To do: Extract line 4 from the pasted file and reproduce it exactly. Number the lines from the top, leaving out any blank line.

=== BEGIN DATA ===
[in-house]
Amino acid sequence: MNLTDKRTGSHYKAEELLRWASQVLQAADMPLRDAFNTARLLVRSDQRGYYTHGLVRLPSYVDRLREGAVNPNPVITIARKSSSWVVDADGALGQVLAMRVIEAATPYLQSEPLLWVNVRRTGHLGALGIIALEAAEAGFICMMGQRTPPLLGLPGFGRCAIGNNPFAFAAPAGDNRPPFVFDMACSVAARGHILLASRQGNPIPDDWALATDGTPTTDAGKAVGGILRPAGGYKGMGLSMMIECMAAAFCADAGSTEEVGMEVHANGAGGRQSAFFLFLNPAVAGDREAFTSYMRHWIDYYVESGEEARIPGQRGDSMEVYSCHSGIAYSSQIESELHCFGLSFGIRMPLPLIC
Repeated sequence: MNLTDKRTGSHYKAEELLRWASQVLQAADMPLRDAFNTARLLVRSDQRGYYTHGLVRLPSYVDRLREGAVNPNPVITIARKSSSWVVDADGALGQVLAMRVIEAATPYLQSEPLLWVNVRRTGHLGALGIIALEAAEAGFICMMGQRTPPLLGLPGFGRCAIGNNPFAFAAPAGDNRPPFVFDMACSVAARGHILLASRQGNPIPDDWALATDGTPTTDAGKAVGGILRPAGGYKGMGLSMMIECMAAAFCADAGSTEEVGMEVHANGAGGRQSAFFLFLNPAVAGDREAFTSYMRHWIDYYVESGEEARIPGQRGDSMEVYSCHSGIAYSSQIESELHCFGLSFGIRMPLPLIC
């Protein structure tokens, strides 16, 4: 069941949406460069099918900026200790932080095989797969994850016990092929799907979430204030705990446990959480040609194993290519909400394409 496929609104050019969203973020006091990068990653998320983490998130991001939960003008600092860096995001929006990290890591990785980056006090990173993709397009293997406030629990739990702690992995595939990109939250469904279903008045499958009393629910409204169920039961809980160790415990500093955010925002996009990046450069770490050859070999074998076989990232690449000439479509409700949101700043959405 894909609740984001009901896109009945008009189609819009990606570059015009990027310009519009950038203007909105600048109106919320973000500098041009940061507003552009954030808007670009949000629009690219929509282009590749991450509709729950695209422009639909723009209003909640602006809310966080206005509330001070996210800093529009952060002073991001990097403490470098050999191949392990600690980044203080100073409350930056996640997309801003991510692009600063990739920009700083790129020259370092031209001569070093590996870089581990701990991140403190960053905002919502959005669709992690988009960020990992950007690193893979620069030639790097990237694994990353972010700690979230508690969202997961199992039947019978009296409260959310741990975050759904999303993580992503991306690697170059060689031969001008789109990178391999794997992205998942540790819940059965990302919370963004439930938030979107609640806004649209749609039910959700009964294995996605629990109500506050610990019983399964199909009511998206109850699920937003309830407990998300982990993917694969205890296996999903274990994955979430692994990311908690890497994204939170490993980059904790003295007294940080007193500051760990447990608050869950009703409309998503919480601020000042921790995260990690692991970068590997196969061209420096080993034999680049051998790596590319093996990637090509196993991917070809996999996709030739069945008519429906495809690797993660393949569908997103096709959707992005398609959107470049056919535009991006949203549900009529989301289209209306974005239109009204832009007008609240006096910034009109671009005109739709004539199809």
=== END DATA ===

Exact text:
């Protein structure tokens, strides 16, 4: 069941949406460069099918900026200790932080095989797969994850016990092929799907979430204030705990446990959480040609194993290519909400394409 496929609104050019969203973020006091990068990653998320983490998130991001939960003008600092860096995001929006990290890591990785980056006090990173993709397009293997406030629990739990702690992995595939990109939250469904279903008045499958009393629910409204169920039961809980160790415990500093955010925002996009990046450069770490050859070999074998076989990232690449000439479509409700949101700043959405 894909609740984001009901896109009945008009189609819009990606570059015009990027310009519009950038203007909105600048109106919320973000500098041009940061507003552009954030808007670009949000629009690219929509282009590749991450509709729950695209422009639909723009209003909640602006809310966080206005509330001070996210800093529009952060002073991001990097403490470098050999191949392990600690980044203080100073409350930056996640997309801003991510692009600063990739920009700083790129020259370092031209001569070093590996870089581990701990991140403190960053905002919502959005669709992690988009960020990992950007690193893979620069030639790097990237694994990353972010700690979230508690969202997961199992039947019978009296409260959310741990975050759904999303993580992503991306690697170059060689031969001008789109990178391999794997992205998942540790819940059965990302919370963004439930938030979107609640806004649209749609039910959700009964294995996605629990109500506050610990019983399964199909009511998206109850699920937003309830407990998300982990993917694969205890296996999903274990994955979430692994990311908690890497994204939170490993980059904790003295007294940080007193500051760990447990608050869950009703409309998503919480601020000042921790995260990690692991970068590997196969061209420096080993034999680049051998790596590319093996990637090509196993991917070809996999996709030739069945008519429906495809690797993660393949569908997103096709959707992005398609959107470049056919535009991006949203549900009529989301289209209306974005239109009204832009007008609240006096910034009109671009005109739709004539199809």